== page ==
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Today's Stichomancy for Madonna

The first excerpt represents the element of Air. It speaks of mental influences and the process of thought, and is drawn from Robinson Crusoe by Daniel Defoe:

crop of barley and rice. The ground I had manured and dug up for them was not great; for, as I observed, my seed of each was not above the quantity of half a peck, for I had lost one whole crop by sowing in the dry season. But now my crop promised very well, when on a sudden I found I was in danger of losing it all again by enemies of several sorts, which it was scarcely possible to keep from it; as, first, the goats, and wild creatures which I called hares, who, tasting the sweetness of the blade, lay in it night and day, as soon as it came up, and eat it so close, that it could get no time to shoot up into stalk.

This I saw no remedy for but by making an enclosure about it with a


Robinson Crusoe
The second excerpt represents the element of Fire. It speaks of emotional influences and base passions, and is drawn from The Girl with the Golden Eyes by Honore de Balzac:

this great city have their foundations in filth, which the powers that be have not yet seriously attempted to enclose with mortar walls solid enough to prevent even the most fetid mud from filtering through the soil, poisoning the wells, and maintaining subterraneously to Lutetia the tradition of her celebrated name. Half of Paris sleeps amidst the putrid exhalations of courts and streets and sewers. But let us turn to the vast saloons, gilded and airy; the hotels in their gardens, the rich, indolent, happy moneyed world. There the faces are lined and scarred with vanity. There nothing is real. To seek for pleasure is it not to find /ennui/? People in society have at an early age warped their nature. Having no occupation other than to wallow in pleasure,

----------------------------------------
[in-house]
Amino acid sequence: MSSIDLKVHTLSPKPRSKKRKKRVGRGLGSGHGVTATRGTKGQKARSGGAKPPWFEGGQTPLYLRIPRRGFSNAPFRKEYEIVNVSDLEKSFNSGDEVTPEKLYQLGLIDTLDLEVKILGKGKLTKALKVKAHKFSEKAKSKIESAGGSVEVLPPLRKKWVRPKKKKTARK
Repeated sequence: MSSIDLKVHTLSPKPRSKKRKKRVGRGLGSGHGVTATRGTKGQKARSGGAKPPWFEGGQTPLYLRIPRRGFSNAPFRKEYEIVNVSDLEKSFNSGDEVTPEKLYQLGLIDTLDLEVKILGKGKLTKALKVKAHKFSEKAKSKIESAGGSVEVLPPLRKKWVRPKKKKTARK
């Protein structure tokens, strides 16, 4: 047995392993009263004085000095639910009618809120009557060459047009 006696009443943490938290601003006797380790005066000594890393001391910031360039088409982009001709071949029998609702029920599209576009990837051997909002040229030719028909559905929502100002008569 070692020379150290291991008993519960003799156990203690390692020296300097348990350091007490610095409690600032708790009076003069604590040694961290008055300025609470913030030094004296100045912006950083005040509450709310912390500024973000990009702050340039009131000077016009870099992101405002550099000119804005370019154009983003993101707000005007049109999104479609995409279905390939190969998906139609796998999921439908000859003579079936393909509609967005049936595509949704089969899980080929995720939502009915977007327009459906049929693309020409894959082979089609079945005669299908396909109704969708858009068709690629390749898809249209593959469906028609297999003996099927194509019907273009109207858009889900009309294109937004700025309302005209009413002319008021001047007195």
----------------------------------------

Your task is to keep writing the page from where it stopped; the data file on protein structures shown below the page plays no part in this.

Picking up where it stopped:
The Girl with the Golden Eyes
The third excerpt represents the element of Water. It speaks of pure spiritual influences and feelings of love, and is drawn from The Blue Flower by Henry van Dyke:

liquid opal. He dipped his hands in it and wet his lips. It seemed as if a lively breeze passed through his heart.

He felt an irresistible desire to bathe in the pool. Slipping off his clothes he plunged in. It was as if he bathed in a cloud of sunset. A celestial rapture flowed through him. The waves of the stream were like a bevy of nymphs taking shape around him, clinging to him with tender breasts, as he floated onward, lost in delight, yet keenly sensitive to every impression. Swiftly the current bore him out of the pool, into a hollow in the cliff. Here a dimness of slumber shadowed his eyes, while he felt the pressure of

The fourth excerpt represents the element of Earth. It speaks of physical influences and the impact of the unseen on the visible world, and is drawn from A Legend of Montrose by Walter Scott:

the orders of the Marquis of Newcastle, he expected would have marched into Scotland; but the disinclination of the English to cross the Border, and the delay of the Earl of Antrim, who was to have landed in the Solway Frith with his Irish army, prevented his executing this design. Other plans having in like manner failed, he stated that he found himself under the necessity of assuming a disguise to render his passage secure through the Lowlands, in which he had been kindly assisted by his kinsman of Menteith. By what means Allan M'Aulay had come to know him, he could not pretend to explain. Those who knew Allan's prophetic pretensions, smiled mysteriously; but he himself only replied,